• 75,000: Number of Tennessee-American Water Co. customers in Chattanooga and North Georgia
• $25 million: Water company's proposed capital expenditures over the next two years
• $1.1 million: Tennessee-American Water Co.'s estimated cost of this rate case
• $10.6 million: Estimated annual revenue increase from rate hike
Source: Chattanooga, Tennessee-American Water Co.
City Attorney Mike McMahan said Monday he hopes to convince Tennessee American Water officials that they shouldn't be asking for a proposed 24.9 percent rate increase.
And he'd like to meet with company officials before they approach the Tennessee Regulatory Authority, which will decide whether to grant the increase.
"That's certainly the objective," McMahan said. "But that hasn't happened."
Tennessee American officials said Monday they are willing to discuss their rate hike request. If state regulators approve the request, the increase would be the company's largest ever.
No specific date has been set for a hearing in front of TRA.
Vince Butler, spokesman for the water company, said most of the money generated from the rate increase will be used for capital improvements such as repairs to meters, pipes and water tanks.
Defending and fighting proposed rate hikes costs customers and taxpayers, he said.
Tennessee American expects to pay $1.1 million this year on legal costs associated with its rate hike request. The company spent $1.5 million in legal costs two years ago on another rate increase hearing.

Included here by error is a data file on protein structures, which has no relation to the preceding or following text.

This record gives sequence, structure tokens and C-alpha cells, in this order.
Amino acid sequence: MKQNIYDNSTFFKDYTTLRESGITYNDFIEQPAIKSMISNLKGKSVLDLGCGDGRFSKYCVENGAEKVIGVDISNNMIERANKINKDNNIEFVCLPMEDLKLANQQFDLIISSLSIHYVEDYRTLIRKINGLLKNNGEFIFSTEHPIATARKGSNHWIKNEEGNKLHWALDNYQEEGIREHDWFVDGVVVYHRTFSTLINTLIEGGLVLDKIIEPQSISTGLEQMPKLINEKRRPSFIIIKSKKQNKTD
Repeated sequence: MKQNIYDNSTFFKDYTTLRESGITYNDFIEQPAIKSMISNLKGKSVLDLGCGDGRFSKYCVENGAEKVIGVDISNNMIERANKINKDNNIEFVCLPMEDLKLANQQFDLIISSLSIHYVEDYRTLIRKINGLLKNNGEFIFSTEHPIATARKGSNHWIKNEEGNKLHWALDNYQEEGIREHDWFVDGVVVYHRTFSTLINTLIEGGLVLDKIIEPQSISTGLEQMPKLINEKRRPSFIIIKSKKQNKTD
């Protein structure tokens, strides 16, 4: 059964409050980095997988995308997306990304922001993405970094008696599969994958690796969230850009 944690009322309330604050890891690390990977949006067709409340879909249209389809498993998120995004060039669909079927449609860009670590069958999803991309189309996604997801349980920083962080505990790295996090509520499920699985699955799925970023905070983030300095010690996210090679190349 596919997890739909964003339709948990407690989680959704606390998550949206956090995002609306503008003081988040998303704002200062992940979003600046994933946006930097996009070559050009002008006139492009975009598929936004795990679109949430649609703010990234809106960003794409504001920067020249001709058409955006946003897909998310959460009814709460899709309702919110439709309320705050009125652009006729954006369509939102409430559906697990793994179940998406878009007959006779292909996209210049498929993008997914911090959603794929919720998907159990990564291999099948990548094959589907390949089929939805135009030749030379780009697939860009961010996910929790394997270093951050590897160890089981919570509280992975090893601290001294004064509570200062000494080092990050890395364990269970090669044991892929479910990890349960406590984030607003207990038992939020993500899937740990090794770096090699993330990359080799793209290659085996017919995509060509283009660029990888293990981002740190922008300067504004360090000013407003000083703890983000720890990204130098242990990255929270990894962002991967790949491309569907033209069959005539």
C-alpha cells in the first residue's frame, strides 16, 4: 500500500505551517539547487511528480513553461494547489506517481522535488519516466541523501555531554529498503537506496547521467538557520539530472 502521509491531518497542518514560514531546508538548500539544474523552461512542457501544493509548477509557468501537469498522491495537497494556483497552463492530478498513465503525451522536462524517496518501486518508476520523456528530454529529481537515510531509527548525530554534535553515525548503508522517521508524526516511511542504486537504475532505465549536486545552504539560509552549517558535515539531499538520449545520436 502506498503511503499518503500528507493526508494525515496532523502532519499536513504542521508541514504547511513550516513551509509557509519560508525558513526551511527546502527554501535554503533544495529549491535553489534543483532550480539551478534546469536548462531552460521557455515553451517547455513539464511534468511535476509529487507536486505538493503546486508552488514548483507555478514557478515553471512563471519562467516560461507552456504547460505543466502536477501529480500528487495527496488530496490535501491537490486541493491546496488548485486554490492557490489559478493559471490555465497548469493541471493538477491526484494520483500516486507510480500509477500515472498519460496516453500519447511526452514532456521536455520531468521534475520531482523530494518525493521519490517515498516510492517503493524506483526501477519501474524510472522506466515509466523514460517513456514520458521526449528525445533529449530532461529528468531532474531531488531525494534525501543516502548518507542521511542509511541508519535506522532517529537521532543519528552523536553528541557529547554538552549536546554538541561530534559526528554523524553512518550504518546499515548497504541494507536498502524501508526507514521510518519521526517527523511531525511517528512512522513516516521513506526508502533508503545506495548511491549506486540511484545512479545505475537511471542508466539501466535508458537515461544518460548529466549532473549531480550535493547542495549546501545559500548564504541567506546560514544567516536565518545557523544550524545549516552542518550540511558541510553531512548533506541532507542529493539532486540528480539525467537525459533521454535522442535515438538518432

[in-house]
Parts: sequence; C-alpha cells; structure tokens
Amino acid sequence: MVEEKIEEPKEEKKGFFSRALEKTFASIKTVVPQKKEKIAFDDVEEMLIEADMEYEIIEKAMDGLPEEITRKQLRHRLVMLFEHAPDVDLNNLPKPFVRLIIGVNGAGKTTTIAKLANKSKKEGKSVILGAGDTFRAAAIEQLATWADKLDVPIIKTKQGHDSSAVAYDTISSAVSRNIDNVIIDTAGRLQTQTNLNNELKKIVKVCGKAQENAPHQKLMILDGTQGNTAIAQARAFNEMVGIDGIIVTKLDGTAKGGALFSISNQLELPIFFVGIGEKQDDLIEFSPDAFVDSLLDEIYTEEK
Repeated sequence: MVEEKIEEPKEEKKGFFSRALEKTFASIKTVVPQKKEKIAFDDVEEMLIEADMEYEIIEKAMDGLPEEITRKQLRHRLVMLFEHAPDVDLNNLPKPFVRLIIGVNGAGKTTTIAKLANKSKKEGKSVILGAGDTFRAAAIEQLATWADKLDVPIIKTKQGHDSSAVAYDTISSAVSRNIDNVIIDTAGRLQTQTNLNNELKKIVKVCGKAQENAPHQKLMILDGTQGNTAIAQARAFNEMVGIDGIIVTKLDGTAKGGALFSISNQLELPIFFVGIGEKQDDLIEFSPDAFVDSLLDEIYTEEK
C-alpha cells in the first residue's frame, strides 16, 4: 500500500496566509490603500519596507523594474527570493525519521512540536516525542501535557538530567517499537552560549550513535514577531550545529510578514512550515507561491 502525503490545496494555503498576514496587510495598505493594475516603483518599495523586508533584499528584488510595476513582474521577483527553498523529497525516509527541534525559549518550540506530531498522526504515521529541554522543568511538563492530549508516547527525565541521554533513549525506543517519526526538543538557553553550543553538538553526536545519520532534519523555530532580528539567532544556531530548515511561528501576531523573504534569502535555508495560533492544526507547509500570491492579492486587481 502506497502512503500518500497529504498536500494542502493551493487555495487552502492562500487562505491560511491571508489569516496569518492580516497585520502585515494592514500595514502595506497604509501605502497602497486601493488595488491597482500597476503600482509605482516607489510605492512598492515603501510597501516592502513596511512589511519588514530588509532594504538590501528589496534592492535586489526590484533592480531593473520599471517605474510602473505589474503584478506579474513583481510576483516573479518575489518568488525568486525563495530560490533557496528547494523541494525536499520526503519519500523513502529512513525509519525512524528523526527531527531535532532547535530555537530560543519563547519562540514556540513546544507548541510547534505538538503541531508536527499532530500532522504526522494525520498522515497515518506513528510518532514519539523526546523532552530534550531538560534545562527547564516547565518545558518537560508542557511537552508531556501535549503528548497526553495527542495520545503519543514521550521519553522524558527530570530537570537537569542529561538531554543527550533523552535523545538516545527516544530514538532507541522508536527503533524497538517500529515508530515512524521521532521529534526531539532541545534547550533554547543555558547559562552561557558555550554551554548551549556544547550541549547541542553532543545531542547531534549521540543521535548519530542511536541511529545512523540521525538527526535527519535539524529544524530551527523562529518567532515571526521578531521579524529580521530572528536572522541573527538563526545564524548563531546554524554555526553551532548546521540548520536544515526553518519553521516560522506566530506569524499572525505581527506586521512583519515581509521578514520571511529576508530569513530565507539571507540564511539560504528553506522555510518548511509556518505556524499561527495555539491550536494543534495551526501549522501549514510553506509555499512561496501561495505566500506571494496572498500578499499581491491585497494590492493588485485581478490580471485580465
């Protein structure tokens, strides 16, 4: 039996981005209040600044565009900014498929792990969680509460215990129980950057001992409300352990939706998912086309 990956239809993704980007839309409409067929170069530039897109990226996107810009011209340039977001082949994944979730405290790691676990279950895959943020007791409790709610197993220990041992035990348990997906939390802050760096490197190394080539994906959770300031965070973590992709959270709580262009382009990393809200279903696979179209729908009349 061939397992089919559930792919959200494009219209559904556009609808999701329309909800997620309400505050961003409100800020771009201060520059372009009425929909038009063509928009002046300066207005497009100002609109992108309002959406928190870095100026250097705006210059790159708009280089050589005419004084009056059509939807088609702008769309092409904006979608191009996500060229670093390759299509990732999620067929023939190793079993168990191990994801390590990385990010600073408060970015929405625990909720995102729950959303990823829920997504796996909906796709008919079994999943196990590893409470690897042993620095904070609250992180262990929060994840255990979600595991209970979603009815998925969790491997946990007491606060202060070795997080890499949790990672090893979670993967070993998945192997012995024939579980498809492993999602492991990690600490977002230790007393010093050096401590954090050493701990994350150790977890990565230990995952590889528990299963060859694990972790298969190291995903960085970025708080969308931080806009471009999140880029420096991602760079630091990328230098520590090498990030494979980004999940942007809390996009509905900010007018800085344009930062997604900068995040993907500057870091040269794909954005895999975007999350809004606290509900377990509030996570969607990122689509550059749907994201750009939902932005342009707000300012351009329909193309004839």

At the same time, the city spent $280,000 in legal fees.
"We don't think it's best for the city, so that's why we want to sit down and talk," Butler said.
Mayor Ron Littlefield said the water company has been unwilling to compromise after discussions with the city during previous rate increase proposals. If the company is willing to back off its rate increase, he said, then Tennessee American is asking for too much.
"So what is the real number they are looking for?" he asked. "This to me shows the disingenuous nature of the company."
The TRA is expected to decide on the rate increase by December. The TRA is the state governing body that has authority to determine whether a water rate increase is needed and how much it can be raised.
The City Council is expected to vote on whether to intervene in the water rate increase next week.
McMahan said the city has intervened in these cases since 2004.
Two years ago, Tennessee American proposed a 28 percent increase and ended up receiving 14.6 percent.
McMahan said the city understands rising costs mean more operating revenue is needed, but a 24.9 percent increase is too much.
"You don't try to stop the increase," he said. "You just try to make sure it's reasonable."
Council Chairwoman Pam Ladd said she met with Tennessee American officials and that the council plans to hear from McMahan within the week. She said she is now gathering information and doesn't want to comment until she hears from McMahan, which she expects to happen by next Tuesday's council meeting.
"I'm going to wait until I hear what our attorney has to say," she said.
Littlefield said he would be surprised if the council did not approve intervention.
"I can't imagine the council not intervening and just sitting back passively while the largest increase ever is passed," he said.
Staff writer Ellis Smith contributed to this report.
Contact staff writer Cliff Hightower at email@example.com or 423-757-6480. Follow him at twitter.com/cliffhightower or facebook.com/cliff.hightower.